Finally, before I lose you under a barrage of numbers think of these names – Parisse, O’Connell, Dusautoir, Warbuton and Robshaw. Like them, or loathe them, it’s clear to see that they’re simply put, leaders of men and rallying points for their teams. Disagree? 111, 99, 73, 52 and 36 is their respective cap total (before the latest round of 6 Nations fixtures). Robshaw, with 36 caps has captained his side on 33 occasions, Warbuton, on almost 40. Both made high profile mistakes early on in their tenures, but were able to learn from these and move on. Also, only Dusautoir and Warbuton haven’t played every minute of every match this tournament, due to injury induced substitutions. The Welsh, English and Irish captains also have added British and Irish Lions experience.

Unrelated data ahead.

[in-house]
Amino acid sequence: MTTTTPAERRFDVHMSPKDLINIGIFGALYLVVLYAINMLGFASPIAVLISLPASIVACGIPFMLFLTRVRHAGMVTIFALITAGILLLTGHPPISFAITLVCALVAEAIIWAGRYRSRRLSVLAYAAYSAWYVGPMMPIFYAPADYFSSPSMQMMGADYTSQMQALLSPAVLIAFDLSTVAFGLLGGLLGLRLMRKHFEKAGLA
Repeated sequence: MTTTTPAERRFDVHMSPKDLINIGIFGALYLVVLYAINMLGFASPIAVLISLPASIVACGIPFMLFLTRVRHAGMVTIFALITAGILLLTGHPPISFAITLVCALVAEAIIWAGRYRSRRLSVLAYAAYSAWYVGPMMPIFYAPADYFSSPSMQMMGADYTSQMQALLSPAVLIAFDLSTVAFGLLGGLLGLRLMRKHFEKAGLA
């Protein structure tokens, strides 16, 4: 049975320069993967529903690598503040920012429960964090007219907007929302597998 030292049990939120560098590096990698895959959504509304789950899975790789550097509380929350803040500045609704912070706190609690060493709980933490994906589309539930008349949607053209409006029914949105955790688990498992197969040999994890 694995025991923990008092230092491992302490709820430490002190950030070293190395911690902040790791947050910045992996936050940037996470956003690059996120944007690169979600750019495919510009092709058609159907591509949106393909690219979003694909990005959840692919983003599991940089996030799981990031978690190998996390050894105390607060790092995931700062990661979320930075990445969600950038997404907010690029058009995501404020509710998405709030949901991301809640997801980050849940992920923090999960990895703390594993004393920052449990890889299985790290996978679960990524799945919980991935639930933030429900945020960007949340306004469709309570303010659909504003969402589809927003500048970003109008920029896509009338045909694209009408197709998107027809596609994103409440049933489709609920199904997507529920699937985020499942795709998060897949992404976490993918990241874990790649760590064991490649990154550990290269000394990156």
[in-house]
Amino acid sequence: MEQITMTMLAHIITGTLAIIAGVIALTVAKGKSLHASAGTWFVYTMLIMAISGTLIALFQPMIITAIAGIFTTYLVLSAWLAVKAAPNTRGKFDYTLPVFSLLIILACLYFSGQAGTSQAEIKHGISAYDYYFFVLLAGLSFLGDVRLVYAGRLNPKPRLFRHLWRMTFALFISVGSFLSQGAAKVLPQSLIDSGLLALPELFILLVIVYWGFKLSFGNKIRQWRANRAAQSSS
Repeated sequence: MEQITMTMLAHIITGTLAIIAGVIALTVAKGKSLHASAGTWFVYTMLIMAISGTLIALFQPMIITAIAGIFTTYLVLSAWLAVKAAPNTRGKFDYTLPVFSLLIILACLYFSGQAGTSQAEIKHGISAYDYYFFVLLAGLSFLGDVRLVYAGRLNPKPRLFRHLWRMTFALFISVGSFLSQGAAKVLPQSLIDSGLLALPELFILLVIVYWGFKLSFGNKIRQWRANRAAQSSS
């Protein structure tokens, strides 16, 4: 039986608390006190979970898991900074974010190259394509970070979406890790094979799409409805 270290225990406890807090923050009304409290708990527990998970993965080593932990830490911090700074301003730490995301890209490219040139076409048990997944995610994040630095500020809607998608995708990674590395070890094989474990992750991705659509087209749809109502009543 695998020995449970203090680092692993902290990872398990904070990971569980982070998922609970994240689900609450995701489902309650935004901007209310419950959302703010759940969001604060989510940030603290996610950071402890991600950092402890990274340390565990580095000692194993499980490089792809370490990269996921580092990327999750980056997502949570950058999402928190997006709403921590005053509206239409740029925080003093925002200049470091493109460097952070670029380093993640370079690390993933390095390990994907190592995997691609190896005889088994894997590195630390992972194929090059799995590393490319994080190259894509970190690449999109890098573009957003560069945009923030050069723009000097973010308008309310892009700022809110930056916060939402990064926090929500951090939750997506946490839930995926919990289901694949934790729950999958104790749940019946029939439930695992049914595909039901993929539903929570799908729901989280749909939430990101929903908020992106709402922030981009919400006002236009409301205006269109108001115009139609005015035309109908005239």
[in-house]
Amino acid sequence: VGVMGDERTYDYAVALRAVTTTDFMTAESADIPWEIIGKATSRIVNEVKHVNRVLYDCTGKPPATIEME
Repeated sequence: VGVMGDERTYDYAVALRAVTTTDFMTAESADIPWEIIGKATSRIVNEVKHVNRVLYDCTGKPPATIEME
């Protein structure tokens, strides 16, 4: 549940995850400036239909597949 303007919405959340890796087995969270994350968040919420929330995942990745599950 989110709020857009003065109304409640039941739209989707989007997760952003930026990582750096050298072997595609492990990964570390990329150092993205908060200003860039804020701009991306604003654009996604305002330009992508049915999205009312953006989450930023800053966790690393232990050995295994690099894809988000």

Our captain, by comparison? 36 caps also, and was only made captain during last year’s 6 Nations due to Scott Johnson’s dropping of the regular captain, Kelly Brown mid-way through the tournament. Laidlaw has also yet to complete a full 80 minutes in this year’s competition and many would argue, myself included, has suffered a significant drop in form.
We can also easily trot out a list of experienced, developed leaders in each team. Alun Wyn-Jones, Pascal Pape, Jamie Heaslip, Cian Healy, Rory Best, Johnny Sexton, Gethin Jenkins, Morgan Parra, Leonardo Ghiraldini, Luke McLean, James Haskell, Nick Easter to simply name a few. All experienced, all leaders, all communicators.